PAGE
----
Dave Hill on Discomfort, Japanese Toilets, and “Tasteful Nudes”
By Perry Michael Simon on May 30, 2012
Dave Hill didn’t start as the Toast of the Comedy World. No, it took hard work, dedication to his craft, and several greatly uncomfortable detours to become what he is today, which is not only a successful comic based in New York but, now, a published author. Tasteful Nudes, published this month by St. Martin’s Press, is a memoir in the form of a series of essays that run the gamut from his youth in Cleveland (first girlfriends, playing hockey) to adulthood (working at a homeless shelter, reporting on a nudist cruise, doing comedy at Sing Sing, dealing with his mother’s passing), in chapters that can turn from wildly funny to touching and back again on a dime. The book has already been praised by luminaries from John Hodgman and Ira Glass to Andy Richter, Janeane Garofalo, and Malcolm Gladwell, and you can buy it by clicking here. I know Dave would want me to mention that.
You may have seen him on his MOJO HD (remember that channel?) series The King of Miami, or heard him on This American Life, or even in his parallel musical career as a member of Sons of Elvis and Valley Lodge. But right now, he’s here: I caught up with Dave via email to ask him a few questions….
Nerdist: A recurring theme of your work, from “King of Miami” through several stories in the book, is discomfort, specifically you putting yourself or finding yourself in uncomfortable or insecure situations like a nudist cruise or a golf course or an alligator farm or a Maureen McGovern concert — what’s the most uncomfortable situation in which you’ve found yourself?
Dave: I was super uncomfortable right before doing a comedy show at Sing Sing prison for the first time, something I talk about in my book. There were about 300 inmates there, all violent maximum security felons, who can apparently be real jerks sometimes. It occurred to me that if you were behind bars for life, there wouldn’t be much a reason to not shank me or something just to break the day up a bit, so I was bracing myself for the worst. A couple minutes into the show though, I was feeling better. I don’t know what murdery or rapey stuff these guys had gotten up to in the past, but I found them to be an absolute if slightly menacing delight the whole time I was there. I’ve since been back and hope to go back again soon. Prison- who knew? I just can’t stay mad at those guys.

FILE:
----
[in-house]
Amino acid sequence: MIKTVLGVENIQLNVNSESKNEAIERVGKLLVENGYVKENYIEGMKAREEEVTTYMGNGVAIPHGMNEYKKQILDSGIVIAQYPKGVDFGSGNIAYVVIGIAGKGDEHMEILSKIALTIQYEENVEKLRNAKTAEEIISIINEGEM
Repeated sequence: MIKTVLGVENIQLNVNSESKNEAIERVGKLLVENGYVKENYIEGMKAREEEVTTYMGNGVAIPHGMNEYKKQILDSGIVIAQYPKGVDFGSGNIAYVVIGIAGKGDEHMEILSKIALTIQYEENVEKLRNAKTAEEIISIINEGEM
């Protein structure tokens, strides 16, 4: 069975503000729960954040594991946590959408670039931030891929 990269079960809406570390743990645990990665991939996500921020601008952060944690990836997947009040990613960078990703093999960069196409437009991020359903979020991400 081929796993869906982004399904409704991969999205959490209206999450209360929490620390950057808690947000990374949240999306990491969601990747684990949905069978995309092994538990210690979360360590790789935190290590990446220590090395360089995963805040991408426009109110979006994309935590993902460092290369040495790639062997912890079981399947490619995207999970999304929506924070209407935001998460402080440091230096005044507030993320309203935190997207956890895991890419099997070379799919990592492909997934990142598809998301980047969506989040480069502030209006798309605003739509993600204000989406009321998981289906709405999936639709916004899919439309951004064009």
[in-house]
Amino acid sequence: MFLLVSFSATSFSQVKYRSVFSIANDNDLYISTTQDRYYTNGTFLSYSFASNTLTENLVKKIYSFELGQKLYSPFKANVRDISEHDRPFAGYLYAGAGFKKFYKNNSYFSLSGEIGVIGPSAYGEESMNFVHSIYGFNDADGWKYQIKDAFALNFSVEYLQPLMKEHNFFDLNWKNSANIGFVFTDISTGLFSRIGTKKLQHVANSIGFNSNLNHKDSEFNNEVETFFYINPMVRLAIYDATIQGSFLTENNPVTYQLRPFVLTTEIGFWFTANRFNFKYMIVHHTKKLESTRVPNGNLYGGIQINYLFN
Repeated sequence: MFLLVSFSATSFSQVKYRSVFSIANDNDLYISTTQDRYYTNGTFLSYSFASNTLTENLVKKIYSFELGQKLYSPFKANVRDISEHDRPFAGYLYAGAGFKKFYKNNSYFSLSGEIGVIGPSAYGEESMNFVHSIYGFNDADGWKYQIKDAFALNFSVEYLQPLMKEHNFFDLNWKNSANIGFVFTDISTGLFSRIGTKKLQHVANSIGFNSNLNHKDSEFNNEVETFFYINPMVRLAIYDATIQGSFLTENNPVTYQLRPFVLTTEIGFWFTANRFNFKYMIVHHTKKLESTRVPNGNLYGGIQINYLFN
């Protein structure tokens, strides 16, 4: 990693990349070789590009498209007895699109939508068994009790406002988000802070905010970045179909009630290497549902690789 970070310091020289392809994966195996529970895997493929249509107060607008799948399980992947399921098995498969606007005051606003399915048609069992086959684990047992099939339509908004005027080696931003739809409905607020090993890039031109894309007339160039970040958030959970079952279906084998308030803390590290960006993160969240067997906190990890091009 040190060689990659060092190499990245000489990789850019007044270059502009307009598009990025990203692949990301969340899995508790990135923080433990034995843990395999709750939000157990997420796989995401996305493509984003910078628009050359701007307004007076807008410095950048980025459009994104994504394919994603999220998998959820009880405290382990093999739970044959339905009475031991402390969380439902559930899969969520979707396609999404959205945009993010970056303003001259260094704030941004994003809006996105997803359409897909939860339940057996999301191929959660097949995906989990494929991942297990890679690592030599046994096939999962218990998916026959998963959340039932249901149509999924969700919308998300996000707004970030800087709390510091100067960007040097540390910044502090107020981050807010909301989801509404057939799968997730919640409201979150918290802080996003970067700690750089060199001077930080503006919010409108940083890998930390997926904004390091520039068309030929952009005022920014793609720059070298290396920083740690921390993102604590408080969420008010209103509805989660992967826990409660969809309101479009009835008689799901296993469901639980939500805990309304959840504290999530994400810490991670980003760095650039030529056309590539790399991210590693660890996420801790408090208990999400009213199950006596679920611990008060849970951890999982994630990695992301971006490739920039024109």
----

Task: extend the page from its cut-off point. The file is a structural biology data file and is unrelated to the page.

Nerdist: Among your stories are the recounting of your youthful pursuits of hockey and rock stardom (which, with Sons of Elvis and Valley Lodge, sort of happened, didn’t it?). How and when did becoming a comedian enter the picture — what drew you to doing comedy? Is the experience of performing comedy comparable to what you feel from playing music before an audience?
Dave: I never planned to become a comedian- it was kind of an accident. I had been writing, mostly journalism type stuff, and playing in bands. When it came to writing, I realized I just liked to slip jokes into my newspaper and magazine pieces. I didn’t really care about the rest of the piece all that much- it was almost like filler in between the jokes I wanted to get past my editors. And once I started singing in bands, I realized I liked talking in between songs just as much as I enjoyed rocking. My bandmates would want to start the next song and be like “Wait, I want to squeeze in a tight five first.” If an amp blew out or something, I’d be psyched because it would give me more time to talk. So I guess between those two things- the writing and the talking – comedy kind of made sense. I came to New York City from Cleveland for the weekend in 2003 and never left. I started writing for TV shows and slowly began to meet people who ran comedy shows around town. My friend Tony Carnevale ran a show at the Parkside Lounge on the Lower East Side and asked me if I wanted to do a spot. That was on December 23, 2004. I didn’t necessarily plan on doing it again after that night, but it just slowly grew from there. Now my life is a complete nightmare. The sex is fabulous though. And sometimes you get drink tickets, which is great for me.